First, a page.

Friday, February 14, 2014
This song feels very NSFW. Sort of like the Whisper Song. Part III of Loose Joints' three recordings, 1983. That cello at the start is the inimitable Arthur Russell doing something like a cello's nod to slap bass. Slap cello.
What a sexy little voice that is ~ like an Aaliyah sample. Part II of Loose Joints' three recordings, 1983. Wanna fall in love in a city to that piano solo. GET DOWN
Tangential Psychedelico says Happy Valentine's Day to you. Earth angel sounds from Super Djata Band de Bamako, via the impeccably curated Ghost Capital via worldservice. Worldservice has dedicated six posts to this band, which is from Mali but increasingly difficult to find recordings of in its home country, and nearly impossible in the rest of the world. This volume was released in the early 80s by Musique Mondiale. The guitar sounds like dripping tea and sun.
Don't miss Worldservice's meticulous collection of this band's work and his moving commentary, here.
Tuesday, January 28, 2014
Happy Tuesday from Loose Joints and their mission to create the disco White Album. Comprised of Arthur Russell, NYC DJ Steve D’Aquisto, Columbia undergrad Steven Hall, three singers picked up at David Mancuso’s by-invite-only parties at The Loft, and the Ingram Brothers' rhythm section (who later backed Patti LaBelle), Loose Joints only released 3 songs out of hours of recordings. I’ll post all three, starting with “Is It All Over My Face” (1980) because that’s something to be thinking about first thing in the morning.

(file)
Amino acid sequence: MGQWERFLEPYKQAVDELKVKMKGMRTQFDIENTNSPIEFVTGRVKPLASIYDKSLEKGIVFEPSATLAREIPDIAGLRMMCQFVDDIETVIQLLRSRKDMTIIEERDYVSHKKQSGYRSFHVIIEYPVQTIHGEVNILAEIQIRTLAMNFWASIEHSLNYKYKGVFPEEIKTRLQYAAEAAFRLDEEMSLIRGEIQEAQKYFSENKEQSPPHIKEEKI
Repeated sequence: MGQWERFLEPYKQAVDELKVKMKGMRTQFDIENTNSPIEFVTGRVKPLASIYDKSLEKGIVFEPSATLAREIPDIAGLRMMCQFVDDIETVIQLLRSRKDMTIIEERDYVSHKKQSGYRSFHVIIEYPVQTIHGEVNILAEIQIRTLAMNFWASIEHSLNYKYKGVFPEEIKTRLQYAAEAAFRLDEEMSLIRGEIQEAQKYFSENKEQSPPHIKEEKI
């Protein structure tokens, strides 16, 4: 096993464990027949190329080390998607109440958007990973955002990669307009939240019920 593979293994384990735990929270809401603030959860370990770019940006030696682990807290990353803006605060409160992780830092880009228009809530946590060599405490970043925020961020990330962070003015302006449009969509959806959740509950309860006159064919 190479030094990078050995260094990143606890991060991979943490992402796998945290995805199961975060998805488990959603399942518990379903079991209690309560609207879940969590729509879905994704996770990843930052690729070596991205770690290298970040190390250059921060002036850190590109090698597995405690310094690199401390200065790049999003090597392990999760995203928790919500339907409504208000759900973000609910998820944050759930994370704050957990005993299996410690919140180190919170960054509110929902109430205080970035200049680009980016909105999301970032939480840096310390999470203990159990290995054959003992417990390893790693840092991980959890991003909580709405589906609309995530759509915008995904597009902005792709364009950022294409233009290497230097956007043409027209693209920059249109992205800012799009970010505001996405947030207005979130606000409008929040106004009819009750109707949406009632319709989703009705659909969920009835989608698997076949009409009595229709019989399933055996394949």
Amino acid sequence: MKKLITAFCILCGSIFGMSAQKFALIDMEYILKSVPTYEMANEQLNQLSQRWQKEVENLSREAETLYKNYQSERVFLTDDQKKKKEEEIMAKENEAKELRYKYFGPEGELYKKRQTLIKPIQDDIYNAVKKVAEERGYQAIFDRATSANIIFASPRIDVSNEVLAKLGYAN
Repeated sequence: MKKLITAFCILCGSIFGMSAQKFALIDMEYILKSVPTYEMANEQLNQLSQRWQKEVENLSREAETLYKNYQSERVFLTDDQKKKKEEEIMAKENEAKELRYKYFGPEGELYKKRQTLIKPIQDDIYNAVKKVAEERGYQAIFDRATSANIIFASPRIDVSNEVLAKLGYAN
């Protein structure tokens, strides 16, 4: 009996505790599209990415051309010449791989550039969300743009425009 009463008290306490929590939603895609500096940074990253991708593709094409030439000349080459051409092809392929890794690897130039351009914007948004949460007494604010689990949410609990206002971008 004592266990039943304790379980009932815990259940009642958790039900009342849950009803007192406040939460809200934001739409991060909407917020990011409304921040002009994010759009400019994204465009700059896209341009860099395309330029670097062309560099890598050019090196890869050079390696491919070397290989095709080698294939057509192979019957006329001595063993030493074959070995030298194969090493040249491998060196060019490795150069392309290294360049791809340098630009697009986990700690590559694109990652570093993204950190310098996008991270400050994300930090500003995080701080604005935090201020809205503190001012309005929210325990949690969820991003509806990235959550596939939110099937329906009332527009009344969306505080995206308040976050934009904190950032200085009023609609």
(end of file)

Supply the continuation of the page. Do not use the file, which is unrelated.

Tuesday, January 21, 2014
Monday, January 20, 2014
First things first: he's singing in English, so lissenup. He took part of his name from the instrument he's playing, a kondi; it's crafted from found objects - hardwood resonators made from native African trees, industrial scraps. Sorie Kondi was trapped in Freetown during the 1990s civil war in Sierra Leone and has been blind since birth. He commissions the wood bodies of his instruments from a carpenter, and puts the rest together himself. He is self-trained and has a highly functional understanding of the materials he uses in his instruments.
The first time I heard Sorie Kondi was in 2009, in a Ghetto Palms mix from the Fader. Kondi gained notoriety after he was featured in a documentary and in the Chief Boima remix that the Fader used. Chief Boima is a NYC DJ but a Sierra Leone native; the collaboration between the two has also included Boima's work on Kondi's latest album Thogolobea, produced by Fadie Conteh. The original Chief Boima remix at The Fader; great footage of Sorie Kondi speaking and playing at The Stranger.